Michael Choma, assistant professor of Diagnostic Radiology, Biomedical Engineering, Applied Physics and Pediatrics, won the $10,000 Numenta Startup Prize offered in partnership with Numenta and the Yale Entrepreneurial Institute (YEI). The prize was designed to solicit ideas for new applications for Numenta’s Hierarchical Temporal Memory (HTM) technology which is able to recognize sequences in streaming data and detect abnormalities. Choma has long been interested in the possibilities offered by wearable devices and the idea of developing software to help patients make sense of that data. “Disease is an anomaly,” Choma says. “The fact that Numenta’s technology can churn through a lot of data produced by these devices is medically important.”
Choma’s proposed startup—Good Day Bad Day—will utilize Numenta’s technology to track streaming data from the Apple Watch, iPhone and other wearable devices and use it to improve management of chronic respiratory disease. Other prize applications included startups related to managing hospital data, understanding patents and fixing inefficient event pricing.
Good Day Bad Day is built around the idea that if someone is breathing less, that will be captured by iPhones and other devices in data related to the person’s movement. Numenta’s technology will detect those anomalies and Choma’s app will alert the wearer that something is amiss. In addition, Choma says the app will “generate a model that may contain information about patterns of disease.” Zhilong Cong, a third year PhD student in biomedical engineering who is working in Choma’s lab, will assist in software design.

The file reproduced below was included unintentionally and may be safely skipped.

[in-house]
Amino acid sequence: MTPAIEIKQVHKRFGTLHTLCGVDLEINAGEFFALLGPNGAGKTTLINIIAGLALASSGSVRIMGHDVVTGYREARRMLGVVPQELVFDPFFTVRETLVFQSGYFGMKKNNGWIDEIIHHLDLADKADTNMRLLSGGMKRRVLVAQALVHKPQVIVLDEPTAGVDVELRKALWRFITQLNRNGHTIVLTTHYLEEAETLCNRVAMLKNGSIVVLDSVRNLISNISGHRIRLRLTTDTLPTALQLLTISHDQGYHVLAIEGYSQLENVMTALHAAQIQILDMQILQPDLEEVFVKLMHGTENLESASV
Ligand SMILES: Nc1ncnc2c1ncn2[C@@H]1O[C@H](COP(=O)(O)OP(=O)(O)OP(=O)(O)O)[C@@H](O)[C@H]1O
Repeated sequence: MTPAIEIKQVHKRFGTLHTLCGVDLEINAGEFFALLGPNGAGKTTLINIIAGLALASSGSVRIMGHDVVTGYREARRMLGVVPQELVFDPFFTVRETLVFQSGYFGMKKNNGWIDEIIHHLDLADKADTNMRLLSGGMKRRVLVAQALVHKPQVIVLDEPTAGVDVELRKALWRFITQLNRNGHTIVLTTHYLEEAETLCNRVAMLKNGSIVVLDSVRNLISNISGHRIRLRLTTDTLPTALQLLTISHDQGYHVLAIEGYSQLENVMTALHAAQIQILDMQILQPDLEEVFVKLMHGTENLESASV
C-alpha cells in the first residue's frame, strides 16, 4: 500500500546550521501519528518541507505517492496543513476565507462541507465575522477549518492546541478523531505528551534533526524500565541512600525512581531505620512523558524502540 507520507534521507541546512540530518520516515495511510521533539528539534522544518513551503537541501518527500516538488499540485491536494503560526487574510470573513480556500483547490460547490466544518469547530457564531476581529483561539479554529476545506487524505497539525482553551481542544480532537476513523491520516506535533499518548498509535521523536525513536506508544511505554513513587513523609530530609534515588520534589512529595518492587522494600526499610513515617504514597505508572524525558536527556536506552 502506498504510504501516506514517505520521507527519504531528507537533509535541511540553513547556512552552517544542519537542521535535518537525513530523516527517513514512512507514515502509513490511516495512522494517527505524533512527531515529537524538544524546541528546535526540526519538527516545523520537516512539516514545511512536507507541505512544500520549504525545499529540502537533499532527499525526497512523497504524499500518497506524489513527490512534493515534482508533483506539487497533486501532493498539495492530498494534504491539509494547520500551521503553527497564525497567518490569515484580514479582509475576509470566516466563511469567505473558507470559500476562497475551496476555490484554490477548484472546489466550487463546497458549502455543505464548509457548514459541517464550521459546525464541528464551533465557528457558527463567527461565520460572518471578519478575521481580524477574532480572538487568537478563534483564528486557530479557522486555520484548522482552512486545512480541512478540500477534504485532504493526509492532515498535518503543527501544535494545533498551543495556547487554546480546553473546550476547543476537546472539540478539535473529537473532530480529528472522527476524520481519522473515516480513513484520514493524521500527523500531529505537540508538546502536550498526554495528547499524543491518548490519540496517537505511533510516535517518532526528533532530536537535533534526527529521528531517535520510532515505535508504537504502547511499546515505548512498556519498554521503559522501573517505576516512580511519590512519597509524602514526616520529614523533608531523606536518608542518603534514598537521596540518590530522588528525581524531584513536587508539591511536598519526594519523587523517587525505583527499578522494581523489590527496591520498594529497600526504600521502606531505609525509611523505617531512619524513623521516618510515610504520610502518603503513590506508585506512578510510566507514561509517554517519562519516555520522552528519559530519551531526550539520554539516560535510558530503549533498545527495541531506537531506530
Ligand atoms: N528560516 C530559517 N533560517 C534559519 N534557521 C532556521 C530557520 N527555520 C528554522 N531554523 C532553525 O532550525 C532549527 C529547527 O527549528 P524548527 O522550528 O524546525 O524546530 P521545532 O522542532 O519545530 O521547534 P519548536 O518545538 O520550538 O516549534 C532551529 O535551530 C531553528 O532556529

Donna Dubinsky (’77), CEO of Numenta and a member of the Yale Corporation, says that they selected Good Day Bad Day because the startup utilizes a clear data source, it seems highly likely that the HTM algorithms will detect patterns and because Choma and Chong have the knowledge and skills to create a successful application.
“We look forward to partnering with Good Day Bad Day in a few ways,” Dubinsky says. “First, we will provide them with technical advice and support. Second, once they have a working prototype, we can give them feedback on the user experience to help build it out into a complete application. Finally, as the application nears launch, we can help with giving it visibility within our community as well as the broader tech industry.”
The Numenta Startup Prize was the first collaboration between Numenta and YEI—and the second prize YEI has offered in conjunction with a partner built around a specific industry or technology. The first was the $10,000 YEI IoT Prize given to two Yale student startups with a new Internet of Things-related venture, presented in partnership with YEI Advisory Council member Brian Miller. In both cases, the prizes were open to Yale students, faculty and alumni.
“We’re encouraged by the response to these targeted prizes and have seen tremendous value in partnering with alumni, friends and innovation-driven companies to reach new segments of the Yale community,” says Jim Boyle, Managing Director of YEI.
Dubinsky says she looks forward to seeing where this experiment leads, but add that “if all goes well, I could definitely imagine doing more of these contests, both at Yale and at other institutions.”